Angioendotheliomatosis reactive (benign) D21.9

Author: Prof. Dr. med. Peter Altmeyer

All authors of this article

Last updated on: 29.10.2020

Dieser Artikel auf Deutsch


angioendotheliomatosis benigna; Angioendotheliomatosis inflammatory; Diffuse dermal angiomatosis; inflammatory angioendotheliomatosis; reactive angioendotheliomatosis

This section has been translated automatically.

Nurse and Tappeiner 1959

This section has been translated automatically.

Reactive, self-limited, real inflammatory, lymphoreticular disease that can occur in the context of systemic diseases such as bacterial endocarditis, rheumatoid arthritis, cryoglobulinemia, and monoclonal gammopathy. The disease is an expression of an intravalous endothelial proliferation, which is triggered by fibrin thrombi or cryoprotein thrombi.

The reactive angioendotheliomatosis must be distinguished from the malignant form of angioendotheliomatosis, which is understood as intravascular lymphoma(primary cutaneous intravascular large cell lymphoma).

This section has been translated automatically.

Very rare; < 100 cases are described in world literature. No sex preference.

This section has been translated automatically.

Cryoglobulins, cold agglutinins and phospholipid antibodies were detected in a group of patients. In other cases, endoprophetic surgery was performed. A release of angiogenesis factors is assumed within the framework of the underlying disease.

This section has been translated automatically.

Mostly located on the trunk and extremities.

Clinical features
This section has been translated automatically.

Disease pattern limited to the skin, multifaceted and thus clinically not very groundbreaking. Mostly formation of solitary, asymptomatic, blurred, reticular or homogeneous extensive redness. But also disseminated, indurated, small or large plaques have been described, as well as subcutaneous nodules. More rare are papular or plaque-shaped exanthema interspersed with petechiae, sometimes with the aspect of a livedo.

This section has been translated automatically.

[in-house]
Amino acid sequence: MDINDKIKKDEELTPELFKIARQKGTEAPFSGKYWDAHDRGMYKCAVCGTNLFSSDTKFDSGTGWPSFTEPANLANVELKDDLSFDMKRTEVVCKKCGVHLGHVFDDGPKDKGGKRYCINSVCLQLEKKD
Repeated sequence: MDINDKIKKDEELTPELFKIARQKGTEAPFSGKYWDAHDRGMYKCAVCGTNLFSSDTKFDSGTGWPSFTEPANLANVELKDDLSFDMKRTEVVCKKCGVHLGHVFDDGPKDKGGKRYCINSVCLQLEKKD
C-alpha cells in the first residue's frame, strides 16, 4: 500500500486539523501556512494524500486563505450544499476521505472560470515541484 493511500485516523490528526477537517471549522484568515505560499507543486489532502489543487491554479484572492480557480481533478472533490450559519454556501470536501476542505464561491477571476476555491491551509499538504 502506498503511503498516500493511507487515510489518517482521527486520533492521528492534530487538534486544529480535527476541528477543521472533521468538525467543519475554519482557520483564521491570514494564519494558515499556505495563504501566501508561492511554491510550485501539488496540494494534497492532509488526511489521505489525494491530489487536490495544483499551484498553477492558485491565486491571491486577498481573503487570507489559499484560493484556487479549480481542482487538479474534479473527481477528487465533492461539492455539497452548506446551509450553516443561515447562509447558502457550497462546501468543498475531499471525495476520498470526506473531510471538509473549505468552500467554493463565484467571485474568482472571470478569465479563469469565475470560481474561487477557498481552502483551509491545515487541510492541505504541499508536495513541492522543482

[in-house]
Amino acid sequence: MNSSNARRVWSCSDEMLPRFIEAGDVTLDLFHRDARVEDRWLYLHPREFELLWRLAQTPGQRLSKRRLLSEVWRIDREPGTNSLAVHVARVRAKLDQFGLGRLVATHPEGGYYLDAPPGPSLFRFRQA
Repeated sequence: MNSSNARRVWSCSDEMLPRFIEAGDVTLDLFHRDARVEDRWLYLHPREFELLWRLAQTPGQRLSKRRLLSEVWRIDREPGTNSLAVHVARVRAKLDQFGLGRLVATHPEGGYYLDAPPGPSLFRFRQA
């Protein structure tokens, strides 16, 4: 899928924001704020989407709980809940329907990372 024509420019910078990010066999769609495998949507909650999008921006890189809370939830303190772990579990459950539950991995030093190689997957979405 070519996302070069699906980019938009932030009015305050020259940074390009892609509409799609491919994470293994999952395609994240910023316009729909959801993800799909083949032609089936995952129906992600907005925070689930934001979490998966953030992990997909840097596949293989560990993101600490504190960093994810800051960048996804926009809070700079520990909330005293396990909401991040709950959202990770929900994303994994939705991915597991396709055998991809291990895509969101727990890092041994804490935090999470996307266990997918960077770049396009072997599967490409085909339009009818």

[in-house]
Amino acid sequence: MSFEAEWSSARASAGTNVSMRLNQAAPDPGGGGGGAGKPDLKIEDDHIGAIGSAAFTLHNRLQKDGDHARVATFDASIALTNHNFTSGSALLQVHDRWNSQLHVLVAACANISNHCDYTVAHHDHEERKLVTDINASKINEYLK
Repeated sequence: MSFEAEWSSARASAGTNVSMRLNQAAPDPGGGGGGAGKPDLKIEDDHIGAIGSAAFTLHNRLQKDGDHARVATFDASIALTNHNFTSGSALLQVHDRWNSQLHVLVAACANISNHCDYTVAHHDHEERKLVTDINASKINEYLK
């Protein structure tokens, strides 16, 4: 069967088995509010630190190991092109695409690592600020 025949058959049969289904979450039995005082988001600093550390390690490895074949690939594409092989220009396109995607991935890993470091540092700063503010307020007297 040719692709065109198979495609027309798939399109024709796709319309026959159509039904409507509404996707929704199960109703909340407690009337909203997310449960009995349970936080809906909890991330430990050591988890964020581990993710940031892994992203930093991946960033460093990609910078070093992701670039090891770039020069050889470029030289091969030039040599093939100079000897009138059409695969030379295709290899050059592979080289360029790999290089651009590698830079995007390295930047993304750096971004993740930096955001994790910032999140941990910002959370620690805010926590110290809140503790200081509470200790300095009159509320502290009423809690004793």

Proliferation of densely packed solid and luminaceous capillaries that form networks in places. The vascular cavities are lined with clumsy endothelial cells that protrude into the lumens. No cell atypia, no increased proliferation tendency of the endothelial proliferates.

This section has been translated automatically.

Clinic, histology, immunohistology.

Differential diagnosis
This section has been translated automatically.

  • Malignant angioendotheliomatosis (is regarded as intravascular T-cell or B-cell lymphoma; histological differentiation; systemic involvement)
  • Polyarteritis nodosa, cutaneous: palpable purpura, rare live images, urticarial exanthema, subcutaneous nodules with pyoderma gangraenosum-like ulcerations. Often pulmo-renal syndrome.
  • Erythema nodosum: acute event; painfulness. Localization mainly on the lower legs.
  • Early forms of Mycosis fungoides: Histology is diagnostic.
  • Kaposi's sarcoma (reddish-brown colour, located in the tension lines of the skin)
  • Angiosarcoma: Mostly occurring in older people; development here in the area of long-standing lymphedema (e.g. following mastectomy and lymphadenectomy), after radiotherapy and immune defects (e.g. HIV infection). If angiosarcomas occur after radiotherapy, the radiations are usually at least 5-6 years ago; longer intervals are not uncommon and can last for decades.
  • Lymphangiosis carcinomatosa of visceral neoplasia: rough clinically mostly uncharacteristic plaques.

This section has been translated automatically.


External therapy
This section has been translated automatically.

Wound cleansing and hydrocolloid dressings. Consistent protection against cold.

Internal therapy
This section has been translated automatically.


This section has been translated automatically.

After treatment of the underlying disease: spontaneous healing under external wound therapy after a few months is possible. Recurrences are possible after 1-2 years at the latest.

This section has been translated automatically.

  1. Kleimann P (2017) Reactive angioendotheliomatosis. Nude Dermatol 44: 463-464
  2. Lazova RC et al (1996) Reactive angioendotheliomatosis. Amer J Dermatopathol 18: 63-69
  3. Mayor Ibarguren A et al (2014) Diffuse Reactive Angioendotheliomatosis
  4. Secondary to the Administration of Trabectedin and Pegfilgrastim. At J Dermatopathol PubMed PMID: 25140665.
  5. Satzger I et al (2009) Intravascular B-cell lymphomas. Dermatologist 60: 131-136
  6. Schmidt K et al (1996) Reactive angioendotheliomatosis in chronic lymphocytic leukemia. Dermatologist 47: 550-555
  7. Tollefson MM et al (2014) Diffuse dermal angiomatosis of the breast: Clinicopathologic study of 5 patients. J Am Acad Dermatol PubMed PMID: 25264238
  8. Wagner G (2007) Reactive angioendotheliomatosis after implantation of a shoulder joint prosthesis. Act Dermatol 33: 42-46
  9. Wallenfang K, Stadler R (2002) Angioendotheliomatosis. Nude Dermatol 28: 374-379
  10. Willemze R et al (2005) WHO-EORTC classification for cutaneous lymphomas. Blood 105: 3768-3785


Please ask your physician for a reliable diagnosis. This website is only meant as a reference.


Last updated on: 29.10.2020